When life sucks, it’s really A LESSON ON WAITING FOR GOD. God speaks with Satan in chapters 1 and 2; then He does not speak not again until chapter 38. As Dr. Robert Smith, Jr. pointed out, for 35 chapters God says absolutely nothing.(i) God put Job on hold. How long will you wait for God? Perhaps you’re in chapter 30 – still 5 chapters left in your saga, 5 more chapters before there’s breakthrough in that relationship; 5 more chapters before the job changes. Perhaps you’re only in chapter 5 – 30 more chapters before the prodigal son or daughter comes home; 30 more chapters before God renews your church; 30 more chapters before the answers come; 30 more chapters before the healing occurs; 30 more chapters before God moves you from viewing your catastrophe as an accident to understanding it as an issue of providence. All Job had was his friends, who sought to accuse him – for 35 chapters. Life just plain sucks.
Finally, God speaks. And what does God say? (38:1f.) “Be quiet and listen! Who do you think you are?” God is not about to tell Job everything he wanted to know and dared to ask – nor will He tell us. All God will do is come and speak to us – yet that is all we need. We may never understand the ways of God; we may always be in the dark. But we can be sure that we will be in fellowship with Him even while in the dark. For us, as for Job, FAITH IS LEARNING TO TRUST GOD IN THE DARK. So you’ve waited to hear God speak; but when He speaks, you don’t like what you hear. It seems like non-answers. God never does let Job know why things happened as they did. He just reminds Job that He is in charge and that He trusts Job. And that’s all Job needed to hear. It’s all we need to hear. God is shaping us to live in trust.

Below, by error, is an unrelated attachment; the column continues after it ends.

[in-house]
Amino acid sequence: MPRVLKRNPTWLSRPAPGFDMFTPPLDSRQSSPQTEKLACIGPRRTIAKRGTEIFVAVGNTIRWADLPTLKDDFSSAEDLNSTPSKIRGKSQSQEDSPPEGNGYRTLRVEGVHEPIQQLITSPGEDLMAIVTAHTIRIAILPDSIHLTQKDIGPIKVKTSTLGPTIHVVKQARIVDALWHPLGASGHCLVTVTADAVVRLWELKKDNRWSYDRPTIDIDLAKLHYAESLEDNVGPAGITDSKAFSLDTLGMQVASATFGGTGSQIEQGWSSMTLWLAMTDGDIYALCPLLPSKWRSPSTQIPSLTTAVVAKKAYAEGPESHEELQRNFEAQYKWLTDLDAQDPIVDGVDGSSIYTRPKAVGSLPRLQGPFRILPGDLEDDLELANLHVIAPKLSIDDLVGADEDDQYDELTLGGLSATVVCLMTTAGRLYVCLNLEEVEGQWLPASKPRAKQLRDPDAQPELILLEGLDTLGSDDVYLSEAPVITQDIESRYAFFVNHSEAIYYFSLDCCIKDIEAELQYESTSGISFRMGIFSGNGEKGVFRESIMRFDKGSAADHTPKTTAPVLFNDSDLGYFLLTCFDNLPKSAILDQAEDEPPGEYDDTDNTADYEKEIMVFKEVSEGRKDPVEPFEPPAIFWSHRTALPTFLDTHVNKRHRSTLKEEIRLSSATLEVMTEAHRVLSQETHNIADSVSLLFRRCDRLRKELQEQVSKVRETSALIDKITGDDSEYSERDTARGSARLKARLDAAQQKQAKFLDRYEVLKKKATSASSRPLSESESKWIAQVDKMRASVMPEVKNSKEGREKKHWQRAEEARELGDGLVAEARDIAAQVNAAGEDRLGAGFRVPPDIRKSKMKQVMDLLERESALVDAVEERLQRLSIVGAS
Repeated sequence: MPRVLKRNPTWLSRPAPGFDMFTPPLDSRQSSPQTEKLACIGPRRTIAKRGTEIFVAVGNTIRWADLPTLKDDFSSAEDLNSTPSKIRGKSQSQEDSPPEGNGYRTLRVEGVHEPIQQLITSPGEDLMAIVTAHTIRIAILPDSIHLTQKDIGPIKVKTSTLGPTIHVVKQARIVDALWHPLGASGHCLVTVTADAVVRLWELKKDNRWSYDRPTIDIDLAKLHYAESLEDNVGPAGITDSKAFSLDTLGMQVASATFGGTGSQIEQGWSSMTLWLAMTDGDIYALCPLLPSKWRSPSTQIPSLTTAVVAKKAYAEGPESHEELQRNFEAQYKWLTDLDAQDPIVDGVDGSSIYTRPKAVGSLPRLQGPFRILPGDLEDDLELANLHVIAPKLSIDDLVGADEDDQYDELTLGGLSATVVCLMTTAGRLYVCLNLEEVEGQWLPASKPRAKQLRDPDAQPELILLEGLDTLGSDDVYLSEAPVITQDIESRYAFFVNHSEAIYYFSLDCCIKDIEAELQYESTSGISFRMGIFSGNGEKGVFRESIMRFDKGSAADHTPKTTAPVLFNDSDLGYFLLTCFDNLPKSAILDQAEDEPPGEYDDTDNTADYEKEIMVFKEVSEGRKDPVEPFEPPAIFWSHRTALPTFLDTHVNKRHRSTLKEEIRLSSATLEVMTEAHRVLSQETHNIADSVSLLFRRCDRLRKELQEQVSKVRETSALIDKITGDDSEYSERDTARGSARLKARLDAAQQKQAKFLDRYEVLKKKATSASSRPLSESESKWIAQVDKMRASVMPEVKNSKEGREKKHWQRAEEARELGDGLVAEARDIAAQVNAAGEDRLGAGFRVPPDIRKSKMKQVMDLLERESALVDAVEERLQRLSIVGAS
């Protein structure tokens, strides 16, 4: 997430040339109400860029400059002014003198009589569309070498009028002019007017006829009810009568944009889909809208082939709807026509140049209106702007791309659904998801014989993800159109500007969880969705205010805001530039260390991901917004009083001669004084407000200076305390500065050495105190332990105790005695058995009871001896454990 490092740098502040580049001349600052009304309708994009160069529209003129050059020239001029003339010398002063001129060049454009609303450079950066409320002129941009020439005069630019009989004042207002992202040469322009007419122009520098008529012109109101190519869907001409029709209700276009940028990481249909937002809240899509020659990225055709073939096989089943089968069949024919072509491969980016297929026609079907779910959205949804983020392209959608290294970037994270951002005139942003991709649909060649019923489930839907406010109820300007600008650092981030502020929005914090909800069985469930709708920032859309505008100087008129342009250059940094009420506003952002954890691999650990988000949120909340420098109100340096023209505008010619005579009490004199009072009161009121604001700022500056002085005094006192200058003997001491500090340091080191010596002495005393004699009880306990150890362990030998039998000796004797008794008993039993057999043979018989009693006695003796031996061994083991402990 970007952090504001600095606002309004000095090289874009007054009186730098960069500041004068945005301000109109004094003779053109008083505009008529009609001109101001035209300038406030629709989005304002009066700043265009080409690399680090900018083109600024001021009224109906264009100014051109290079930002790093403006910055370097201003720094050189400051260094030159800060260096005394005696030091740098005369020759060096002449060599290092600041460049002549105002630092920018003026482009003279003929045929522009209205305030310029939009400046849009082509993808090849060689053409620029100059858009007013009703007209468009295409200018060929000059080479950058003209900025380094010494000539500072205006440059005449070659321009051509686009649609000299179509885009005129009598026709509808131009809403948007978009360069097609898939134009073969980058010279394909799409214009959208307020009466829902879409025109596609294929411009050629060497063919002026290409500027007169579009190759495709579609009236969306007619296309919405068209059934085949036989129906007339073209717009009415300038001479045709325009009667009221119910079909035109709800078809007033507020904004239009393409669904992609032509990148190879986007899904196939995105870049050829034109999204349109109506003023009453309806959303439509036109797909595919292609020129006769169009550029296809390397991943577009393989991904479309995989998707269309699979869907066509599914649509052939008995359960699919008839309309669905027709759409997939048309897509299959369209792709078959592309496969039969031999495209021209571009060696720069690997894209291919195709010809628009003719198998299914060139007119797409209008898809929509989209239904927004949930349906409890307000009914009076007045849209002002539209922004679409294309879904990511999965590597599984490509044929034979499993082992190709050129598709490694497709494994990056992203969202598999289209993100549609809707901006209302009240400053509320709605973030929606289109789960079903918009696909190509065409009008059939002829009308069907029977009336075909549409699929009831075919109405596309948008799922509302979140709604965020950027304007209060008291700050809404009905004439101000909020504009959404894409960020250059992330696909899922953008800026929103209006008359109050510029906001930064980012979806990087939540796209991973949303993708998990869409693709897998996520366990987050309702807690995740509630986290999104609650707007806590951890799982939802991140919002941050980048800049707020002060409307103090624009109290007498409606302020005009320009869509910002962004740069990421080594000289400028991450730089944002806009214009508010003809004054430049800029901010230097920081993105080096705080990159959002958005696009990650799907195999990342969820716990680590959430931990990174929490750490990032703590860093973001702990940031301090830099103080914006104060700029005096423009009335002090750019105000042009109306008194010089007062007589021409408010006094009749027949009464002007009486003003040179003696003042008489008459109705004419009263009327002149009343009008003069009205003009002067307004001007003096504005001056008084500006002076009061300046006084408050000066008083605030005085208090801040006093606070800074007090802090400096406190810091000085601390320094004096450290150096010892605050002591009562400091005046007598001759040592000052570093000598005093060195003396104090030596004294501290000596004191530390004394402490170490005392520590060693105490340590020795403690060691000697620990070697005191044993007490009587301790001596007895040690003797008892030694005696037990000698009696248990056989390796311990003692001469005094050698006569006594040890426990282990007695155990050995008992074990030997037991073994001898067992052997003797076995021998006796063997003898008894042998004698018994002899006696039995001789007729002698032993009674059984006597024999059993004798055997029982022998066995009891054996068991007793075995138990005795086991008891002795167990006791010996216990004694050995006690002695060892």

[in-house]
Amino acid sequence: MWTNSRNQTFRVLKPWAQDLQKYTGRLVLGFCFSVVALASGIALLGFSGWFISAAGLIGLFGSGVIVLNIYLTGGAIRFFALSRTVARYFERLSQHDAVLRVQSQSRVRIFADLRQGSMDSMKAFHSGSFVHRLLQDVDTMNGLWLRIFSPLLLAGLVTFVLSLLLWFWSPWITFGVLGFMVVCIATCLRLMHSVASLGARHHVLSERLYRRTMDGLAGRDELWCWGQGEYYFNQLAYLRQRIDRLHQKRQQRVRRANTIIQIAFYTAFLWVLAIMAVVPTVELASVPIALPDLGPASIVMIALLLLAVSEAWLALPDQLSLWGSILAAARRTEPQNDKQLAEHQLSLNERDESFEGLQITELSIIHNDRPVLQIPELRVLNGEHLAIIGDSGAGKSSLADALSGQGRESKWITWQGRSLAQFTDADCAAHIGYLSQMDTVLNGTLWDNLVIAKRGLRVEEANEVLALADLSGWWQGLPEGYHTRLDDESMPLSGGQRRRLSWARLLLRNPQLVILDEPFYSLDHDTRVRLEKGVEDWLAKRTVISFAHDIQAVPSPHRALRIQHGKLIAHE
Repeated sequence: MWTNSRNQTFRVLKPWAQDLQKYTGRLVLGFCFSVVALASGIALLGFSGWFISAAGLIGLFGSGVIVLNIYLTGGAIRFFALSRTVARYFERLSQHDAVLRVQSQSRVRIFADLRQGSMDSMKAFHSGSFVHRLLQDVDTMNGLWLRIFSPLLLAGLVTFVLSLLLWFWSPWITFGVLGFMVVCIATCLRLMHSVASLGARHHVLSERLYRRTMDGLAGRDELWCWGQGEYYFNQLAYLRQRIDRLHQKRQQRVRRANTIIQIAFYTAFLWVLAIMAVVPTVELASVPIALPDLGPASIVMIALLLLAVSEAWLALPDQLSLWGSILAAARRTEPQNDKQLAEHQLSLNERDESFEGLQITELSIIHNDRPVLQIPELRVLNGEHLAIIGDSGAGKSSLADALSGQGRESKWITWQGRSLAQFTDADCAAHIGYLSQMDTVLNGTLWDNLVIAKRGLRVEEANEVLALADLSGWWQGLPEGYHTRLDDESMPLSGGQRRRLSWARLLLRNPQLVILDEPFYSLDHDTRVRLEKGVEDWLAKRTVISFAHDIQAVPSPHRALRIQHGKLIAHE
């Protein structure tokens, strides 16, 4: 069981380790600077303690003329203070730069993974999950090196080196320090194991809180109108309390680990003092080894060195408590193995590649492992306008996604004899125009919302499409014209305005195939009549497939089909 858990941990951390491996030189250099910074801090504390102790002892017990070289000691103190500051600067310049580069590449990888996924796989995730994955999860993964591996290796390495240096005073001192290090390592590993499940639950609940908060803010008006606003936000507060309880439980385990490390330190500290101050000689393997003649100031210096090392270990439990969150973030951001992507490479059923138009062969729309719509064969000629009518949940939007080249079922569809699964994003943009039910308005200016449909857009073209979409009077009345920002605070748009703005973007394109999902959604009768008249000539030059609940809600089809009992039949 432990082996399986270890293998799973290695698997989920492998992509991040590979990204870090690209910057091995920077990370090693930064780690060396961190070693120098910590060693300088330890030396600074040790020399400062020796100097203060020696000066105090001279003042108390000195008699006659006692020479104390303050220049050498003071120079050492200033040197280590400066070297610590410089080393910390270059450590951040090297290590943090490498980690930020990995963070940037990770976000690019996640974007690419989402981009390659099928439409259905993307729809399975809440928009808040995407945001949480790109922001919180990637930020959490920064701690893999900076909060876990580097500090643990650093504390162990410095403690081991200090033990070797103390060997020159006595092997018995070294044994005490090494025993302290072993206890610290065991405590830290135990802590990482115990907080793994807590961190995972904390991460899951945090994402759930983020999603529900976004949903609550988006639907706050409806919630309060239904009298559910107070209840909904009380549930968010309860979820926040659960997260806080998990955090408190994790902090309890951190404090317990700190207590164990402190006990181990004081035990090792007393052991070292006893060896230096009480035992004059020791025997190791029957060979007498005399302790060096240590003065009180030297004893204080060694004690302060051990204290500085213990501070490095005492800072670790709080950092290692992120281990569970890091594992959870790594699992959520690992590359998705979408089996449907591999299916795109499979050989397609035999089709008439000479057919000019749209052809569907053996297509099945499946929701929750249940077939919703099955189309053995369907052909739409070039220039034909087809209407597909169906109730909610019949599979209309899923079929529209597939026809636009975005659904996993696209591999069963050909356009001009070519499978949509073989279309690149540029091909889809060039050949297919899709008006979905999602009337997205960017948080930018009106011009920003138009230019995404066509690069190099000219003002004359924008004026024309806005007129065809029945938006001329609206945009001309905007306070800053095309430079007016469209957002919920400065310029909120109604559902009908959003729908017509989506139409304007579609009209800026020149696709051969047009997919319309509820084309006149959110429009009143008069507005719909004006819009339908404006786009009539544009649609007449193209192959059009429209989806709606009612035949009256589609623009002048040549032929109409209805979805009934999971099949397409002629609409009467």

So Job gained not answers but the ability to live, by grace, with his questions and his faith. He discovered that God was, indeed, not the enemy but instead was the vulnerable One who will be with us in our times of suffering. So we may not see God – but He sees us. We may not understand God – but He understands us. We may not hear God – but He hears us. We may lose our grip on God – but He always holds his grip on us. What would you do if you lost all your possessions, your family, your health? What would you be like? To what would you cling? Would you confidently bare your soul to God? Would you rely on the wisdom and presence of God?